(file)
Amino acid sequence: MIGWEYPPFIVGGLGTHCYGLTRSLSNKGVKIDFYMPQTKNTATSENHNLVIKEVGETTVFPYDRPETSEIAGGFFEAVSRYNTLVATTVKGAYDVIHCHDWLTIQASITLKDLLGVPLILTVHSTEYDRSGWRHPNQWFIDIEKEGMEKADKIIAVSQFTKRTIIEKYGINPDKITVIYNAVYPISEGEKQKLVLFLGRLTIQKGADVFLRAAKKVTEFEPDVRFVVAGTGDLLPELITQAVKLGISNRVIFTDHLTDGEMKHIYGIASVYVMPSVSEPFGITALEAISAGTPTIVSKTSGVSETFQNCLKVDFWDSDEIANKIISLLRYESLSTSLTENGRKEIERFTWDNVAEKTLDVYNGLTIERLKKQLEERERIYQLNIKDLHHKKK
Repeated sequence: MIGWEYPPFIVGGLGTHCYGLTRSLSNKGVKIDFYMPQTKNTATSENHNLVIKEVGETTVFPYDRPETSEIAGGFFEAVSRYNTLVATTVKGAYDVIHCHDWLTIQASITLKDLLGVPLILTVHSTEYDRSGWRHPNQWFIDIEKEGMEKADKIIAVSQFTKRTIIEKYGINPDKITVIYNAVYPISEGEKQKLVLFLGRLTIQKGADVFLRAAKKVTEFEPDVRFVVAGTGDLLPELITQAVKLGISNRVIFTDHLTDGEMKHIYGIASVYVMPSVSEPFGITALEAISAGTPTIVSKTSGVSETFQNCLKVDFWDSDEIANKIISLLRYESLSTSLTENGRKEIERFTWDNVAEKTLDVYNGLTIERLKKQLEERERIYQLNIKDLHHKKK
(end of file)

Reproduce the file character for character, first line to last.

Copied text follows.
Amino acid sequence: MIGWEYPPFIVGGLGTHCYGLTRSLSNKGVKIDFYMPQTKNTATSENHNLVIKEVGETTVFPYDRPETSEIAGGFFEAVSRYNTLVATTVKGAYDVIHCHDWLTIQASITLKDLLGVPLILTVHSTEYDRSGWRHPNQWFIDIEKEGMEKADKIIAVSQFTKRTIIEKYGINPDKITVIYNAVYPISEGEKQKLVLFLGRLTIQKGADVFLRAAKKVTEFEPDVRFVVAGTGDLLPELITQAVKLGISNRVIFTDHLTDGEMKHIYGIASVYVMPSVSEPFGITALEAISAGTPTIVSKTSGVSETFQNCLKVDFWDSDEIANKIISLLRYESLSTSLTENGRKEIERFTWDNVAEKTLDVYNGLTIERLKKQLEERERIYQLNIKDLHHKKK
Repeated sequence: MIGWEYPPFIVGGLGTHCYGLTRSLSNKGVKIDFYMPQTKNTATSENHNLVIKEVGETTVFPYDRPETSEIAGGFFEAVSRYNTLVATTVKGAYDVIHCHDWLTIQASITLKDLLGVPLILTVHSTEYDRSGWRHPNQWFIDIEKEGMEKADKIIAVSQFTKRTIIEKYGINPDKITVIYNAVYPISEGEKQKLVLFLGRLTIQKGADVFLRAAKKVTEFEPDVRFVVAGTGDLLPELITQAVKLGISNRVIFTDHLTDGEMKHIYGIASVYVMPSVSEPFGITALEAISAGTPTIVSKTSGVSETFQNCLKVDFWDSDEIANKIISLLRYESLSTSLTENGRKEIERFTWDNVAEKTLDVYNGLTIERLKKQLEERERIYQLNIKDLHHKKK